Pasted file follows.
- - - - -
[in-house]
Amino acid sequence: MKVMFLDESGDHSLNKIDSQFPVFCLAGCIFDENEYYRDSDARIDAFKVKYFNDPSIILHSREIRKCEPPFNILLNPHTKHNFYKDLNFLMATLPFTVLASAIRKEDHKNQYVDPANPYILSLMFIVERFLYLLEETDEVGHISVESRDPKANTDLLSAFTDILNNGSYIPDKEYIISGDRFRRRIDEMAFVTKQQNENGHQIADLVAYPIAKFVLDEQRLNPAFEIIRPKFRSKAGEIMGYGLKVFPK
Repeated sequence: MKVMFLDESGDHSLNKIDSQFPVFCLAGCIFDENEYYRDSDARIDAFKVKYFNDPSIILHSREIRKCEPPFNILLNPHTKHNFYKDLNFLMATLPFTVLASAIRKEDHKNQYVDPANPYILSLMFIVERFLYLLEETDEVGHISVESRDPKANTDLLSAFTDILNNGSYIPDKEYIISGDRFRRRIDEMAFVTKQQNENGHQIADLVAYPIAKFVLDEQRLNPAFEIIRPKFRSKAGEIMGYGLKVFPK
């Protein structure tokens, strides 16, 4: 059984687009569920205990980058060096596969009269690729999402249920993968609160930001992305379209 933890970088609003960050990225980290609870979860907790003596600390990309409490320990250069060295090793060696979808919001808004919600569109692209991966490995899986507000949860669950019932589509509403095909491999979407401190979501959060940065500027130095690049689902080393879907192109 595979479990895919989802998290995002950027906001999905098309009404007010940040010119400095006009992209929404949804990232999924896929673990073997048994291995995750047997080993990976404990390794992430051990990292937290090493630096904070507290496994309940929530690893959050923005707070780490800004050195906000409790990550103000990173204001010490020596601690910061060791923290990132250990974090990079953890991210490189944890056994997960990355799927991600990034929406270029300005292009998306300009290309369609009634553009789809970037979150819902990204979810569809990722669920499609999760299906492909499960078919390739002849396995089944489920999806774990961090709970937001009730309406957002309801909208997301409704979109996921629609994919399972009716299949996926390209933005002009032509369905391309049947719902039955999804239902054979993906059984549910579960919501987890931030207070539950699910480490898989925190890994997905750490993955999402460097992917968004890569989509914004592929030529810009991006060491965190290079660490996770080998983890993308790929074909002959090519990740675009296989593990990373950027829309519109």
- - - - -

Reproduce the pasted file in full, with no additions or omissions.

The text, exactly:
[in-house]
Amino acid sequence: MKVMFLDESGDHSLNKIDSQFPVFCLAGCIFDENEYYRDSDARIDAFKVKYFNDPSIILHSREIRKCEPPFNILLNPHTKHNFYKDLNFLMATLPFTVLASAIRKEDHKNQYVDPANPYILSLMFIVERFLYLLEETDEVGHISVESRDPKANTDLLSAFTDILNNGSYIPDKEYIISGDRFRRRIDEMAFVTKQQNENGHQIADLVAYPIAKFVLDEQRLNPAFEIIRPKFRSKAGEIMGYGLKVFPK
Repeated sequence: MKVMFLDESGDHSLNKIDSQFPVFCLAGCIFDENEYYRDSDARIDAFKVKYFNDPSIILHSREIRKCEPPFNILLNPHTKHNFYKDLNFLMATLPFTVLASAIRKEDHKNQYVDPANPYILSLMFIVERFLYLLEETDEVGHISVESRDPKANTDLLSAFTDILNNGSYIPDKEYIISGDRFRRRIDEMAFVTKQQNENGHQIADLVAYPIAKFVLDEQRLNPAFEIIRPKFRSKAGEIMGYGLKVFPK
């Protein structure tokens, strides 16, 4: 059984687009569920205990980058060096596969009269690729999402249920993968609160930001992305379209 933890970088609003960050990225980290609870979860907790003596600390990309409490320990250069060295090793060696979808919001808004919600569109692209991966490995899986507000949860669950019932589509509403095909491999979407401190979501959060940065500027130095690049689902080393879907192109 595979479990895919989802998290995002950027906001999905098309009404007010940040010119400095006009992209929404949804990232999924896929673990073997048994291995995750047997080993990976404990390794992430051990990292937290090493630096904070507290496994309940929530690893959050923005707070780490800004050195906000409790990550103000990173204001010490020596601690910061060791923290990132250990974090990079953890991210490189944890056994997960990355799927991600990034929406270029300005292009998306300009290309369609009634553009789809970037979150819902990204979810569809990722669920499609999760299906492909499960078919390739002849396995089944489920999806774990961090709970937001009730309406957002309801909208997301409704979109996921629609994919399972009716299949996926390209933005002009032509369905391309049947719902039955999804239902054979993906059984549910579960919501987890931030207070539950699910480490898989925190890994997905750490993955999402460097992917968004890569989509914004592929030529810009991006060491965190290079660490996770080998983890993308790929074909002959090519990740675009296989593990990373950027829309519109």